Week 7: Villain – HSBC

by George_East on February 18, 2015

Last week’s (very belated) Villain of the Week award goes to the tax avoidance banksters of Britain’s biggest bank, HSBC

The Guardian’s revelations in a series of reports last week and this (together with Le Monde) about HSBC show, once again, how much the banking industry works against the interests of ordinary people. Only 6 years after the banking systemvillain_2_icon was bailed out on an unfathomable scale by the public purse (if only such generosity could be shown to the benighted economies of southern Europe) the sorry truth is that the banks appear to be helping to denude that very same public purse of the revenue to which it is entitled.
It is not necessarily surprising that banks and in particular those subsidiaries and parts of banking groups which are directed at servicing the needs of so called High Net Worth individuals offer various products which are tax minimising.
To some extent it is hard to object to this, when governments of both colours have sought over recent decades to encourage saving by offering tax free schemes such as ISAs and premium bonds. However, the Guardian’s revelations about HSBC go much much further than this. What HSBC are alleged to have done instead is actively collude in setting up schemes designed to obscure funds and conceal accounts from tax authorities through their Swiss subsidiary. This, if true, is not tax planning but complicit in wide scale tax evasion.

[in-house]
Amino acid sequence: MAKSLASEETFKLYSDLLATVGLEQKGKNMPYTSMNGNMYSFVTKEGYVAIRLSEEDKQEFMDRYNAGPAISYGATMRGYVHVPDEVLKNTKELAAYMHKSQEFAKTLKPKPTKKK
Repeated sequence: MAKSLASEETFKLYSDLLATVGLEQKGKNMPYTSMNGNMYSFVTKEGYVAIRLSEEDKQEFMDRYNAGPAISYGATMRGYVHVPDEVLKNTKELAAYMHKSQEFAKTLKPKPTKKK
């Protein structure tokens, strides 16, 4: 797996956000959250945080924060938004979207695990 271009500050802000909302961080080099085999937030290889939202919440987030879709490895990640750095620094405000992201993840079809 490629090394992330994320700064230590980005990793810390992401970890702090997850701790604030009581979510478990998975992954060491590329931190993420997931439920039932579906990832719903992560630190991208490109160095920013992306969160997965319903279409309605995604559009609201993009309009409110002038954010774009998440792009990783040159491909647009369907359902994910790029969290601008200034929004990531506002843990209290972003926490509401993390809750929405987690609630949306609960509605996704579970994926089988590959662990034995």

The extent of these activities has resulted today in news that even the Swiss authorities (not exactly known for their vigorous investigation of tax fraud issues) have opened a criminal investigation of HSBC for aggravated money laundering.
The whole sorry affair shows again that the power of big finance to harm the interests of the people is far greater than its ability to do good. The big banks should be broken up and laws should be passed providing for an active duty to report on clients who are seeking to shelter money through trusts and shell companies. Making tax returns public would also assist this process.

But in the meantime we are left with the conclusion that another of our biggest companies is involved in villainous acts on an industrial scale inimical to the public interest.

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